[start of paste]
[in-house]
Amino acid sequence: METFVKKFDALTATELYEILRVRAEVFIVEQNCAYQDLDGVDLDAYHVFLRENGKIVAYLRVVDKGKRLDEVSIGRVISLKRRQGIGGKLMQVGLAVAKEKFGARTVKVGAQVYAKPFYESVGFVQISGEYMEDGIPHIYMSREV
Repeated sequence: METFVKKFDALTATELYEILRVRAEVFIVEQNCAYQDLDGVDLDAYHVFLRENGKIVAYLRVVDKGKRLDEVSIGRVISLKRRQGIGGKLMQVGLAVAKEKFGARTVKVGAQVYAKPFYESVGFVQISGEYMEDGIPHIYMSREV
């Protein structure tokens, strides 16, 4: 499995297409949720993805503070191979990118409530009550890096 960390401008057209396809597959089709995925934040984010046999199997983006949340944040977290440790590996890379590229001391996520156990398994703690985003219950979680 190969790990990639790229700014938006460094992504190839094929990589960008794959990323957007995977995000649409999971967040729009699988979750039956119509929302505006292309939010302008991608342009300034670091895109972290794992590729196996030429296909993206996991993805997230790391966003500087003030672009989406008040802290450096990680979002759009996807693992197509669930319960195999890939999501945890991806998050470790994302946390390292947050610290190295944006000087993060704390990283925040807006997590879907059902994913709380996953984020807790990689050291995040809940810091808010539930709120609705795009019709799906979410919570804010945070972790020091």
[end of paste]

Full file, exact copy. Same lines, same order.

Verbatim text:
[in-house]
Amino acid sequence: METFVKKFDALTATELYEILRVRAEVFIVEQNCAYQDLDGVDLDAYHVFLRENGKIVAYLRVVDKGKRLDEVSIGRVISLKRRQGIGGKLMQVGLAVAKEKFGARTVKVGAQVYAKPFYESVGFVQISGEYMEDGIPHIYMSREV
Repeated sequence: METFVKKFDALTATELYEILRVRAEVFIVEQNCAYQDLDGVDLDAYHVFLRENGKIVAYLRVVDKGKRLDEVSIGRVISLKRRQGIGGKLMQVGLAVAKEKFGARTVKVGAQVYAKPFYESVGFVQISGEYMEDGIPHIYMSREV
């Protein structure tokens, strides 16, 4: 499995297409949720993805503070191979990118409530009550890096 960390401008057209396809597959089709995925934040984010046999199997983006949340944040977290440790590996890379590229001391996520156990398994703690985003219950979680 190969790990990639790229700014938006460094992504190839094929990589960008794959990323957007995977995000649409999971967040729009699988979750039956119509929302505006292309939010302008991608342009300034670091895109972290794992590729196996030429296909993206996991993805997230790391966003500087003030672009989406008040802290450096990680979002759009996807693992197509669930319960195999890939999501945890991806998050470790994302946390390292947050610290190295944006000087993060704390990283925040807006997590879907059902994913709380996953984020807790990689050291995040809940810091808010539930709120609705795009019709799906979410919570804010945070972790020091």